In an average year, the cheapest time to find building materials is in late fall or early winter, when there's less demand and many hardware stores and companies are trying to sell what they have available. Although items are more general in early spring, they can quickly sell out, and prices will move back up even for simple things like vinyl windows.

What Projects Bring the Highest Return?

Although some cosmetic updates like a heated bathroom floor can bring back its share of increased value, it's not the most reliable update to add value. Instead, consider updating your windows, siding, and roof and completing a minor kitchen remodel. A major bathroom remodel for the master bath can be a huge addition to the home's value as well, since many renters and homebuyers are looking for properties with a five-piece bathroom.

Is DIY Worth It, or Are Contractors a Necessity

Some property owners try to save money in their investments by updating portions themselves instead of hiring a contractor. Although DIY is feasible in some areas, it’s not useful in others.

 Staining or painting your kitchen cabinets can be possible for most property owners. Still, if you try to get a kitchen and remodel the entire room on your own with no prior experience, you could end up costing yourself more money to fix any mistakes you make.

 Contractors may be pricey, but they're worth what you pay for them because they have the training and tools necessary to repair and update anything you need. This also frees up your time to do other things instead of spending every moment that you're not at work updating your property.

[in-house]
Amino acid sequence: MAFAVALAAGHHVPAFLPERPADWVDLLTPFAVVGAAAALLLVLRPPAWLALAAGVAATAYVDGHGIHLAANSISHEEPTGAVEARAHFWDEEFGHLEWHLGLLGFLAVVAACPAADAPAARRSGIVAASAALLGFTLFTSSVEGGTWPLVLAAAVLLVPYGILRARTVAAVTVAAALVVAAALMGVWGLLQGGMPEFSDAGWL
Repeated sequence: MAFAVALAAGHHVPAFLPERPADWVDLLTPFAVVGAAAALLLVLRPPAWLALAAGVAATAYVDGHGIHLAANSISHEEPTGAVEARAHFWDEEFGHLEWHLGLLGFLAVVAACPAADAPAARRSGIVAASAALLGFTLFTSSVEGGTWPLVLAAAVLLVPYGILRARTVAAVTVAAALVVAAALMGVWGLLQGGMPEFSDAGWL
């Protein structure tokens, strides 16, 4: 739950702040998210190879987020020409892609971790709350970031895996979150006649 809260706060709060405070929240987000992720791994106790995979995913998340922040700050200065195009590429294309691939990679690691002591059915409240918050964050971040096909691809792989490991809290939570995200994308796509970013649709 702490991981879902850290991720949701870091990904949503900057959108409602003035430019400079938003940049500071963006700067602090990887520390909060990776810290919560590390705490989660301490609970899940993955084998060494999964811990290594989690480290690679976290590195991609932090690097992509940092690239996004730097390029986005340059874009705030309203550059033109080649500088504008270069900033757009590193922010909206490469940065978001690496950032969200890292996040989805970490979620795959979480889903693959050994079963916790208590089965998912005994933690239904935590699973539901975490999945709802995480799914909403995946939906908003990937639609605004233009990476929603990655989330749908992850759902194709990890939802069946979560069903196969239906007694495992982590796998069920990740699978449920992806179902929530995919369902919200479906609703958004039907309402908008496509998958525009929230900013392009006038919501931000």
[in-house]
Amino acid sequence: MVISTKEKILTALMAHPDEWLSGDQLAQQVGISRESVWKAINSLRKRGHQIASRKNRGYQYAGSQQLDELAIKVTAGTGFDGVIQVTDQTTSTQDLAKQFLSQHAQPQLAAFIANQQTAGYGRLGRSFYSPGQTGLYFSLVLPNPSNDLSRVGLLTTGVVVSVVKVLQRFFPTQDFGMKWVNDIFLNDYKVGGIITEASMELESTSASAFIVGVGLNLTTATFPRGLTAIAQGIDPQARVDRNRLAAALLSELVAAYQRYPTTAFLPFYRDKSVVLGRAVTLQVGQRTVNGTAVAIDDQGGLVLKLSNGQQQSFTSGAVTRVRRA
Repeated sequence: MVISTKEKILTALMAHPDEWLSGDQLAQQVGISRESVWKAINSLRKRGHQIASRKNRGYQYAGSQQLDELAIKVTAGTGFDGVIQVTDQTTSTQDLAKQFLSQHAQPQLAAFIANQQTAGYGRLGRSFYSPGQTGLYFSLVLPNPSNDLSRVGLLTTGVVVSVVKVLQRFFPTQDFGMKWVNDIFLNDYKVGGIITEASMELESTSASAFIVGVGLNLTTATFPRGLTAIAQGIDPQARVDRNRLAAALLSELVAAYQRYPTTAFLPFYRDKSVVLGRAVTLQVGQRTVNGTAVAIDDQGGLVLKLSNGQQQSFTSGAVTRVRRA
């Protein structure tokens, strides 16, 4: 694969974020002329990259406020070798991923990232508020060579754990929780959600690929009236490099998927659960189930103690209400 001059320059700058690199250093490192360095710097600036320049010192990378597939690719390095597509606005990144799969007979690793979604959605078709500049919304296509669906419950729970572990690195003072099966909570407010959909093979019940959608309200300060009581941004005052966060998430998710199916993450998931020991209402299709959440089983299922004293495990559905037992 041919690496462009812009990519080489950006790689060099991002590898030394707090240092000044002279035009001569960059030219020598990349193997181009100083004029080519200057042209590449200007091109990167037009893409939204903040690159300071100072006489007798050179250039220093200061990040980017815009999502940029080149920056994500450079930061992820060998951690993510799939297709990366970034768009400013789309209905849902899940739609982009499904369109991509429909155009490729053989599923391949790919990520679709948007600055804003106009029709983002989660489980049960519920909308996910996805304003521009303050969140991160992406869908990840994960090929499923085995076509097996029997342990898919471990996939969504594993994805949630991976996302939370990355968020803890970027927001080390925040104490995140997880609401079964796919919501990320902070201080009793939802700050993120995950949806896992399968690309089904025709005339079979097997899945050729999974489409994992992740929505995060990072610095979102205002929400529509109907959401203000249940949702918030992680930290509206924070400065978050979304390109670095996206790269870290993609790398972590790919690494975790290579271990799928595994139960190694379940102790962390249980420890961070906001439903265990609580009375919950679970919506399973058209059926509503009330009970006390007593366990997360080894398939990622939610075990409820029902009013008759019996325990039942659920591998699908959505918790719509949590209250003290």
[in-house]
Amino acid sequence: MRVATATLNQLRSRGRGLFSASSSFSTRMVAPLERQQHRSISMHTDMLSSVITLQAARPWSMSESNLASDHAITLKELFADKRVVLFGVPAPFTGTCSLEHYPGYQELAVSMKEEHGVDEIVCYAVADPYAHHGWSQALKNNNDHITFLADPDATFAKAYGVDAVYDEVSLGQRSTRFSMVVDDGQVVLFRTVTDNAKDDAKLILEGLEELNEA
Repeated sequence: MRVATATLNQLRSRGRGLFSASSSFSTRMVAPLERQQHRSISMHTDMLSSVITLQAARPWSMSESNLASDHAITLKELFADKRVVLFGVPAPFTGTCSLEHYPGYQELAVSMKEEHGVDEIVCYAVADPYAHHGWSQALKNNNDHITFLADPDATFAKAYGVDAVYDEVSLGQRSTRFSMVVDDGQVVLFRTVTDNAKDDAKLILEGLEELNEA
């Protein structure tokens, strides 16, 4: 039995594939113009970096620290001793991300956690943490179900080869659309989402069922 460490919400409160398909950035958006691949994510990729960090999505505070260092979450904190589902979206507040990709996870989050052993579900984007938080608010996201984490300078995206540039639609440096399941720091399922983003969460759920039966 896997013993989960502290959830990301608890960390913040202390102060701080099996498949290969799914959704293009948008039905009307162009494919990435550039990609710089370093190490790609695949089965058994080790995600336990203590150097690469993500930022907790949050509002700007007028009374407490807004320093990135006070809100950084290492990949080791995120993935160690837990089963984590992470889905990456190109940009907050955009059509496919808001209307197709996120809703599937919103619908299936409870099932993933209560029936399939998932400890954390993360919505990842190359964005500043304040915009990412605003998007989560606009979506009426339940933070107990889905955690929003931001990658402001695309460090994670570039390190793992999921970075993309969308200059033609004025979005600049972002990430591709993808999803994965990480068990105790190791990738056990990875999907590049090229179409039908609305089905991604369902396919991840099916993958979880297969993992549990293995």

What Materials Are Most Sought After?

Just like how marble counters have been popular for the last fifteen years, some materials go in and out of trend. The most sought-after materials are generally classic wood, strong and dependable brick, and copper. Copper is expensive, but it ensures that your pipes evenly carry temperature, and brick and wood are classic and reliable though incredibly inexpensive. Do some research, and above all else, consult local businesses specializing in building materials. 

Every Investment Should Be Weighed

Whether you're deciding to purchase another property or choosing between two different expensive projects to take on, you should take the time to carefully consider the long-term returns and what makes most sense at the present. An investment could offer a good return, or a loss, depending on its success. 

As investors ourselves, we understand the significance of making the right choice at the right time in an effort to gain value and profit. Our tried and true expertise can help guide you through precarious decisions such as these. After all, we are more than property managers: we are caretakers, carefully navigating the nuances of an investment's return. So let us be your resource and help you maximize your potential.

Ryan Shure is an editor for the Innovative Building Materials blog and a content writer for the building materials industry. He is focused on helping fellow homeowners, contractors, and architects discover materials and methods of construction that save money, improve energy efficiency, and increase property value.